English Section

UPDATE 2: V4 leaders meet in Prague

27.02.2024 23:30
Leaders from Poland, the Czech Republic, Slovakia and Hungary convened at a Visegrád Group (V4) summit in Prague on Tuesday to discuss a range of pressing issues, including energy security, the European Union's strategic agenda and efforts to combat illegal migration.
Slovakias Prime Minister Robert Fico, Polands Donald Tusk, the Czech Republics Petr Fiala, and Hungarys Viktor Orbn meet for a summit of Central and Eastern Europes Visegrad Group (V4) in Prague on Tuesday, February 27, 2024.
Slovakia’s Prime Minister Robert Fico, Poland’s Donald Tusk, the Czech Republic’s Petr Fiala, and Hungary’s Viktor Orbán meet for a summit of Central and Eastern Europe's Visegrad Group (V4) in Prague on Tuesday, February 27, 2024.Photo: PAP/Radek Pietruszka

The Visegrád Group is a political and cultural alliance of the four countries.

The ongoing war in Ukraine and the group's support for the country in the face of Russian aggression emerged as a focal point of discussion.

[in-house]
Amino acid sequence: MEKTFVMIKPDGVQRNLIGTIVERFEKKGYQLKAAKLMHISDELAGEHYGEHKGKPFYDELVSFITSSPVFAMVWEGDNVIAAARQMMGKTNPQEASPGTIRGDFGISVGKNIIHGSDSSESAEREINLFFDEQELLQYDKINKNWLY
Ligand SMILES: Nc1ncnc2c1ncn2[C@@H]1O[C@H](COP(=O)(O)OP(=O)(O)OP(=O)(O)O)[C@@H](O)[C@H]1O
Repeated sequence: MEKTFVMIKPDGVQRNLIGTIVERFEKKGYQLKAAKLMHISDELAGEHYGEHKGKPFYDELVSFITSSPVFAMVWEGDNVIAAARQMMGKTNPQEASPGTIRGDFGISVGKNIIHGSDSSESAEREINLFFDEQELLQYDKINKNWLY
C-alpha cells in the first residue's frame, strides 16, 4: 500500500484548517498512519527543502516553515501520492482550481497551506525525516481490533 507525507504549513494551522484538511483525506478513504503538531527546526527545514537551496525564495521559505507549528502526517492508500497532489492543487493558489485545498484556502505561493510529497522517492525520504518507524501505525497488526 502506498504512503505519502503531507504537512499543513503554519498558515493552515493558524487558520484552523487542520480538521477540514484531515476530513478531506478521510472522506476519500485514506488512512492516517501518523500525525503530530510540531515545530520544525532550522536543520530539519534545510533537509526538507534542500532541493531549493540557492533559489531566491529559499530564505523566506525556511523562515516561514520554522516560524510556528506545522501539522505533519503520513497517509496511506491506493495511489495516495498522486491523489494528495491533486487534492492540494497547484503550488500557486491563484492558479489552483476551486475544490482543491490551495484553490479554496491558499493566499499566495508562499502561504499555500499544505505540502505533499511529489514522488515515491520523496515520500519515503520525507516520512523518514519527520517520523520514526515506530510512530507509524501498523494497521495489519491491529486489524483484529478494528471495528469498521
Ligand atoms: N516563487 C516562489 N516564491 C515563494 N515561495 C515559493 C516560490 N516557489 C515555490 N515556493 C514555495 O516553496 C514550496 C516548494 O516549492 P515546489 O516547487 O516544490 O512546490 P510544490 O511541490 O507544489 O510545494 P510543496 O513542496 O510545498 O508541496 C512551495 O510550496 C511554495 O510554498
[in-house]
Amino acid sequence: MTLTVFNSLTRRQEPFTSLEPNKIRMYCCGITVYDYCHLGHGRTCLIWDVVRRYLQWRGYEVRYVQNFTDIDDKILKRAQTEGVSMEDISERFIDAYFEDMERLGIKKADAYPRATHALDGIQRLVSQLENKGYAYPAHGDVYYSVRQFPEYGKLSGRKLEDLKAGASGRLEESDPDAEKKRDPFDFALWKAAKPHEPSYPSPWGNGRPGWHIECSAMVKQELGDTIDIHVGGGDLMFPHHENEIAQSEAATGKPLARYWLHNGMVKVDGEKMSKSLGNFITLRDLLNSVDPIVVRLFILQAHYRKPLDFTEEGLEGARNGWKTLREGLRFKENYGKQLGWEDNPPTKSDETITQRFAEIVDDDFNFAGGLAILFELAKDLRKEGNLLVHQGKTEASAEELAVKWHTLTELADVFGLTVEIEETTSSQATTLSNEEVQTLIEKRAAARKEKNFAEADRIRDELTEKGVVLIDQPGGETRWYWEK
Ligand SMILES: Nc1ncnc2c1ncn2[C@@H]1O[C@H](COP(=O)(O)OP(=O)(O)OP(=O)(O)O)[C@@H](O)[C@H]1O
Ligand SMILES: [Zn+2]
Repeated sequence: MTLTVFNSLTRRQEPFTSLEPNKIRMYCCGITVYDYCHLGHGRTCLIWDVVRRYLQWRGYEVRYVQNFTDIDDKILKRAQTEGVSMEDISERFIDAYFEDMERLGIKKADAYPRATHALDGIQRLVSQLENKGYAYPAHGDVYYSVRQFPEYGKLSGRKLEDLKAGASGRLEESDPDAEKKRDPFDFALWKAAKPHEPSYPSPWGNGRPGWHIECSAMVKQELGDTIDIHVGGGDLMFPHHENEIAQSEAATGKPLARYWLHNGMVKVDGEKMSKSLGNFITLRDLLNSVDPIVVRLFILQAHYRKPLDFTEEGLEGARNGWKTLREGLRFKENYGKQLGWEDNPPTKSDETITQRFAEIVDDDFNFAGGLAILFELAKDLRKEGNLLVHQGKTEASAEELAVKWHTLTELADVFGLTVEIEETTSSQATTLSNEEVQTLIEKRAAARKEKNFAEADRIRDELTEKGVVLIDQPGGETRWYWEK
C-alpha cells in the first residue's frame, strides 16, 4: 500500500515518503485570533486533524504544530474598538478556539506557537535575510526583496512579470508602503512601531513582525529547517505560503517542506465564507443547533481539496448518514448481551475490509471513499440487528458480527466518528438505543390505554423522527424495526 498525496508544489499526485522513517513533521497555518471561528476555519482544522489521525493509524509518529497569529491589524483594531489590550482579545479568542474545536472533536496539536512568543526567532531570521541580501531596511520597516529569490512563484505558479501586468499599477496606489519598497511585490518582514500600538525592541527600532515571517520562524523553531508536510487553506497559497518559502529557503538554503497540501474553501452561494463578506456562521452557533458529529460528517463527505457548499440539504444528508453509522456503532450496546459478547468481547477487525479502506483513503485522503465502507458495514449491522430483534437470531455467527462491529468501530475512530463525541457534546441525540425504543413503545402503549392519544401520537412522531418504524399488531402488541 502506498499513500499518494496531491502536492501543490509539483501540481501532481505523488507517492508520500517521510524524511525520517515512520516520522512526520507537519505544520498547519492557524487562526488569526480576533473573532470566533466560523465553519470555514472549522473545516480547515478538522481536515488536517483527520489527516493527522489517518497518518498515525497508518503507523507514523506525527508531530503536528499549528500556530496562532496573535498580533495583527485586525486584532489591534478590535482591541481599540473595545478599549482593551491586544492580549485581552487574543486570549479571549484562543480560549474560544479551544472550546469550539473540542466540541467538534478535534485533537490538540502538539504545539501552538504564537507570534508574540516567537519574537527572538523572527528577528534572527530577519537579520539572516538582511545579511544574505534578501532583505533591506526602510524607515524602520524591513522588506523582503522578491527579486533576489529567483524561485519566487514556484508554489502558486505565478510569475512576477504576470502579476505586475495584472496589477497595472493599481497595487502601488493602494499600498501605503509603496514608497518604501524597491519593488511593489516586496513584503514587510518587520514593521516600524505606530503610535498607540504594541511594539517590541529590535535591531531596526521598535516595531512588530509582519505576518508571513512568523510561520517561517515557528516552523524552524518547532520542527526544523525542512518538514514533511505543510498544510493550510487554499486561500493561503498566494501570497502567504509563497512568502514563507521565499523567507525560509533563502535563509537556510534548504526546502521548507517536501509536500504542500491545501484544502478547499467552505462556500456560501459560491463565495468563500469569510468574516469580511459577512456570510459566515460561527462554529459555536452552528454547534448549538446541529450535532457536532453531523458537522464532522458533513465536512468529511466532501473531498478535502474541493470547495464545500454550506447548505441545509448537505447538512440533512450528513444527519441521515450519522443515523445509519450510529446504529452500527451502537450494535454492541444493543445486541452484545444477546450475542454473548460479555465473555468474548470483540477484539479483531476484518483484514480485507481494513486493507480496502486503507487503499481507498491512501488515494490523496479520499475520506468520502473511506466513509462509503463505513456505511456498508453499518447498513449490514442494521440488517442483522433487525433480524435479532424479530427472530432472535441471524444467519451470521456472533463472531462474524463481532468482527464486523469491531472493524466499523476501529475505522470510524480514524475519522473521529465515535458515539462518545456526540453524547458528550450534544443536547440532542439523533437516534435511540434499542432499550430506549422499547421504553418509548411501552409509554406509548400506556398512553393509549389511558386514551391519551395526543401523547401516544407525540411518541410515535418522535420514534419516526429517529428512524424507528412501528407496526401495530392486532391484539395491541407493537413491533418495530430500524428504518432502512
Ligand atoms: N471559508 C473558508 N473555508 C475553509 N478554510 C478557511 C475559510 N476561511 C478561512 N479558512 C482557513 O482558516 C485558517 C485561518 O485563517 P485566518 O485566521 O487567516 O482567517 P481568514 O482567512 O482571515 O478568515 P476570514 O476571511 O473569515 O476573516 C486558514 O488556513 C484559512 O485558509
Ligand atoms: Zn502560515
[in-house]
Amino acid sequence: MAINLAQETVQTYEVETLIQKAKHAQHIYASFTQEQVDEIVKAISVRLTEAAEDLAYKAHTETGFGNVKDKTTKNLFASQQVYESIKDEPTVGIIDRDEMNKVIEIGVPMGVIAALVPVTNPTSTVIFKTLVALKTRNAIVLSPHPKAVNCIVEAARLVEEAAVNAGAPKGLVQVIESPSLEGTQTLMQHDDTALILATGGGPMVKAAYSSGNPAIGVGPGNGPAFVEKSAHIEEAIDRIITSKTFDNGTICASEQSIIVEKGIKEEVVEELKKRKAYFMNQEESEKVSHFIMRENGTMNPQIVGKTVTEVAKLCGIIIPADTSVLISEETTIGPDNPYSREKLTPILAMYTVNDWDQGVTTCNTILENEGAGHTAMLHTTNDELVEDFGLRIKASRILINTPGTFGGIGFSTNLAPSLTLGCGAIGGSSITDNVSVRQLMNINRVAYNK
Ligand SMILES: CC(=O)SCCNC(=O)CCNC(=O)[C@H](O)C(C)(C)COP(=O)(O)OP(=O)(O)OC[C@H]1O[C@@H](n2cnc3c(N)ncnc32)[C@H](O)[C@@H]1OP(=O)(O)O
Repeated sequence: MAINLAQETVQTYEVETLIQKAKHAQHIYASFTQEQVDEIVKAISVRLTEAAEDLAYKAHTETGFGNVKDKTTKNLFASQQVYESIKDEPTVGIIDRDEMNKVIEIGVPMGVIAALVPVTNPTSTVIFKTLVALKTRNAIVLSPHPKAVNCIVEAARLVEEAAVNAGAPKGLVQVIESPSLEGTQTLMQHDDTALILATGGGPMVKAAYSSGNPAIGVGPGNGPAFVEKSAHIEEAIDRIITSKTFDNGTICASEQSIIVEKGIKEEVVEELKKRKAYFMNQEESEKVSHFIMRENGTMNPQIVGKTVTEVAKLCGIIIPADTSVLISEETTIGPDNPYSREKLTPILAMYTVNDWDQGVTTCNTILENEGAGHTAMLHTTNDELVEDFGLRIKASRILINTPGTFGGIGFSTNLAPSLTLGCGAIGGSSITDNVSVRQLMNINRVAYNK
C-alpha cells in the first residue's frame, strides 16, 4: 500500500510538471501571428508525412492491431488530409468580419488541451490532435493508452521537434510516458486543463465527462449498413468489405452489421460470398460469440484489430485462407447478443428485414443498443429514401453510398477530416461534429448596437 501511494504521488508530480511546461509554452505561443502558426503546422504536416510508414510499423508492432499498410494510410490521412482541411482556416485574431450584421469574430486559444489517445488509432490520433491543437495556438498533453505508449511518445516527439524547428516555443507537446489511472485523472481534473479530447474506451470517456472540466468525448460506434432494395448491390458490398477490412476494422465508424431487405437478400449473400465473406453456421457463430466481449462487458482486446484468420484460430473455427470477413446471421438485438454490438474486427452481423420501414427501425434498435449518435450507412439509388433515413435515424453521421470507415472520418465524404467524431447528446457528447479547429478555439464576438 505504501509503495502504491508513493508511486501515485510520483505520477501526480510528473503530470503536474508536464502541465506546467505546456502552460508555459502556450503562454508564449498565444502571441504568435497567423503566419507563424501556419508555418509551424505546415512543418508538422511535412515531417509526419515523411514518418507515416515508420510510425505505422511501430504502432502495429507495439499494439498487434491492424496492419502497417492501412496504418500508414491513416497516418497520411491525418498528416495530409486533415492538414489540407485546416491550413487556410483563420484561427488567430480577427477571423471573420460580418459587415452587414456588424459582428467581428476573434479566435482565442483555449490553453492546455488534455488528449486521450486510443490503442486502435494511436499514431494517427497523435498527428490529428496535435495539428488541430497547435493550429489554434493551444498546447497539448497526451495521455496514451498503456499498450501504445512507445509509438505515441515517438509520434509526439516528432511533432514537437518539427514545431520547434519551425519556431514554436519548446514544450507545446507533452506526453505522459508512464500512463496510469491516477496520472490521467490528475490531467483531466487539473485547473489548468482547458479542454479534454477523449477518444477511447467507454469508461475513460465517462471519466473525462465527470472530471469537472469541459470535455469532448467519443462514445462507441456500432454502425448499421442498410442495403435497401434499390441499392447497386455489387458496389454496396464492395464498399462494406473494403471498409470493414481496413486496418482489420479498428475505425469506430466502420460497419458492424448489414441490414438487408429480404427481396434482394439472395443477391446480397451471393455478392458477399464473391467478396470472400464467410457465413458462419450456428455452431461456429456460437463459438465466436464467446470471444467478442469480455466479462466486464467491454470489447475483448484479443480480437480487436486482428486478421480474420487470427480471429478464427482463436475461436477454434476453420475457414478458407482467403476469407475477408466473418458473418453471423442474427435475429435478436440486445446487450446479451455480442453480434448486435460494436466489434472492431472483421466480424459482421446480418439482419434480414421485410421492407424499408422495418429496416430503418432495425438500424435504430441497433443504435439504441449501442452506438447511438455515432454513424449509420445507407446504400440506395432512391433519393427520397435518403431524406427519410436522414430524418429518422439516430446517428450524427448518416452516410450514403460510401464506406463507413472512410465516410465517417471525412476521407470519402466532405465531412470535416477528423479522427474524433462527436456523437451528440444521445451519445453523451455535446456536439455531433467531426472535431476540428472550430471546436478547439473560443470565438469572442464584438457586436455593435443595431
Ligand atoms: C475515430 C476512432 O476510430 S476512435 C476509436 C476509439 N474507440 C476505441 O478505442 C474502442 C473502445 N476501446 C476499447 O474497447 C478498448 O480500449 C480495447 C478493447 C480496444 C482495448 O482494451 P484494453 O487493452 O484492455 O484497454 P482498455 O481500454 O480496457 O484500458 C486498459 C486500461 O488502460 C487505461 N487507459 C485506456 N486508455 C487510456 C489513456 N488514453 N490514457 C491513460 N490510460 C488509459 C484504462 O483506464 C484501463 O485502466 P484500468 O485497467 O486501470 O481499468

Polish Prime Minister Donald Tusk, after the meeting, expressed optimism about finding at least partial common ground on assisting Ukraine.

He highlighted the diverse approaches within the V4 but emphasized the potential for more unequivocal support for Ukraine following their discussions.

Tusk stressed the historical solidarity and shared European values among V4 countries, going back to their common roots in resisting the Soviet empire.

Czech Prime Minister Petr Fiala acknowledged differences among the V4 nations but noted areas of consensus, particularly regarding the Russian aggression in Ukraine.

He pointed out that while all V4 countries agree on the need to support Ukraine, there is variation in the form this assistance takes, with Poland and the Czech Republic providing military aid and Slovakia and Hungary offering humanitarian and financial support.

Hungarian Prime Minister Viktor Orbán admitted that the discussions were challenging but affirmed Hungary's readiness to continue cooperation within the group.

He echoed the sentiment of supporting Ukraine and added a Hungarian perspective on not wanting to share a border with Russia again, reflecting historical tensions.

Slovak Prime Minister Robert Fico, for his part, was clear about his stance towards Russia's genocidal war in Ukraine: "I do not believe that we should support Ukraine militarily, I think we should support peace talks," he said.

The V4 leaders also recognized the need for a unified approach in Brussels to ensure that aiding Ukraine does not adversely affect their economies, particularly in agriculture.

They agreed on the importance of solidarity within the Visegrád Group and expressed cautious optimism about addressing shared concerns through collective action.


Source: IAR, PAP